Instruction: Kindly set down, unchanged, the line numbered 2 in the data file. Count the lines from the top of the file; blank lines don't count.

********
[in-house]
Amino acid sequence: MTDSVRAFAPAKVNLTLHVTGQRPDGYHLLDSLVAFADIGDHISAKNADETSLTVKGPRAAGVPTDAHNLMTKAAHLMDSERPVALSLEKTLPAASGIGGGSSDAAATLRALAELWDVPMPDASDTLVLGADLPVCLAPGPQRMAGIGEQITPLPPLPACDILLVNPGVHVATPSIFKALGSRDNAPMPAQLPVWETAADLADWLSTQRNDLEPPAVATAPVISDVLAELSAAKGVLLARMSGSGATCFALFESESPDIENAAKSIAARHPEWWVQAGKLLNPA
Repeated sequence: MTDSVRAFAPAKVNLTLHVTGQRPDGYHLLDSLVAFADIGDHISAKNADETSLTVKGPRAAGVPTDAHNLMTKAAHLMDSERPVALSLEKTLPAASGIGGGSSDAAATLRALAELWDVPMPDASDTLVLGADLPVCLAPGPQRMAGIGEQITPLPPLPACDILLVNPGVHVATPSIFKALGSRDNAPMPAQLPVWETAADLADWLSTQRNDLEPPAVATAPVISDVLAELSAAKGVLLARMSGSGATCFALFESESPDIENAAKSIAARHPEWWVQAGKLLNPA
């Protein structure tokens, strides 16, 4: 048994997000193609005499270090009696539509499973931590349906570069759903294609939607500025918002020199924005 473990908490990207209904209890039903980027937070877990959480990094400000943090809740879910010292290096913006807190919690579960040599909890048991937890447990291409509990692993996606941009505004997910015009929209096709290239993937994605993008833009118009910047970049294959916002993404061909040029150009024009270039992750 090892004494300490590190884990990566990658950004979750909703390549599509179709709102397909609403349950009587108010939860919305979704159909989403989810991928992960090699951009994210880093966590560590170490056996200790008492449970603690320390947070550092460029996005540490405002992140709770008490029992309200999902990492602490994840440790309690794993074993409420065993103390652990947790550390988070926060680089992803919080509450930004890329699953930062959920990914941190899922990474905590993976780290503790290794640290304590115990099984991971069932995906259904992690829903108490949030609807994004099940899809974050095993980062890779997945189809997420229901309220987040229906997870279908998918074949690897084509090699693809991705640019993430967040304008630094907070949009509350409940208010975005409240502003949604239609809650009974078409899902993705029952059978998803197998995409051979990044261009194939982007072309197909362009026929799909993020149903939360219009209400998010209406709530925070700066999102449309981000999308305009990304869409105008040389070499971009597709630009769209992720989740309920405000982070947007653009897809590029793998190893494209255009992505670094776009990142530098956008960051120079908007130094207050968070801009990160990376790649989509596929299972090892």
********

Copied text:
Amino acid sequence: MTDSVRAFAPAKVNLTLHVTGQRPDGYHLLDSLVAFADIGDHISAKNADETSLTVKGPRAAGVPTDAHNLMTKAAHLMDSERPVALSLEKTLPAASGIGGGSSDAAATLRALAELWDVPMPDASDTLVLGADLPVCLAPGPQRMAGIGEQITPLPPLPACDILLVNPGVHVATPSIFKALGSRDNAPMPAQLPVWETAADLADWLSTQRNDLEPPAVATAPVISDVLAELSAAKGVLLARMSGSGATCFALFESESPDIENAAKSIAARHPEWWVQAGKLLNPA